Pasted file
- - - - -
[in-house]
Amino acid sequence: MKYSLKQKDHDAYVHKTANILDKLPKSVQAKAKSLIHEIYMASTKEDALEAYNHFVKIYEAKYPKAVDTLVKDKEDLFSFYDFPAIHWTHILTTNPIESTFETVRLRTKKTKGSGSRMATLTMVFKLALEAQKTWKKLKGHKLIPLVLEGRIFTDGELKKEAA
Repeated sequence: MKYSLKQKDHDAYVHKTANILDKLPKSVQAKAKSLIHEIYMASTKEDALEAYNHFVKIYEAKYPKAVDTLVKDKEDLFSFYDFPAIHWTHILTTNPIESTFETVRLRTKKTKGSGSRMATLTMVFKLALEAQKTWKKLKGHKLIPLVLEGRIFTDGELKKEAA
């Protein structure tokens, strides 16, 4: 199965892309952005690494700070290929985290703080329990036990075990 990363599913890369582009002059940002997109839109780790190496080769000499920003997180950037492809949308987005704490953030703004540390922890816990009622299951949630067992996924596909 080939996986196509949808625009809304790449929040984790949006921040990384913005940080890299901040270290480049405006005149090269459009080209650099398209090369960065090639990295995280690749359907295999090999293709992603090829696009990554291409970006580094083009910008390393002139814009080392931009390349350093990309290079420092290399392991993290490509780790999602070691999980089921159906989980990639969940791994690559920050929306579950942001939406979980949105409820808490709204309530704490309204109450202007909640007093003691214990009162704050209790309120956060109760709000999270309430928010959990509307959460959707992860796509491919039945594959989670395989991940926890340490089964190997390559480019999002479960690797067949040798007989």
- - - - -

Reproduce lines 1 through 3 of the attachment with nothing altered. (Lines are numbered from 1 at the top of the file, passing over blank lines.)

[in-house]
Amino acid sequence: MKYSLKQKDHDAYVHKTANILDKLPKSVQAKAKSLIHEIYMASTKEDALEAYNHFVKIYEAKYPKAVDTLVKDKEDLFSFYDFPAIHWTHILTTNPIESTFETVRLRTKKTKGSGSRMATLTMVFKLALEAQKTWKKLKGHKLIPLVLEGRIFTDGELKKEAA
Repeated sequence: MKYSLKQKDHDAYVHKTANILDKLPKSVQAKAKSLIHEIYMASTKEDALEAYNHFVKIYEAKYPKAVDTLVKDKEDLFSFYDFPAIHWTHILTTNPIESTFETVRLRTKKTKGSGSRMATLTMVFKLALEAQKTWKKLKGHKLIPLVLEGRIFTDGELKKEAA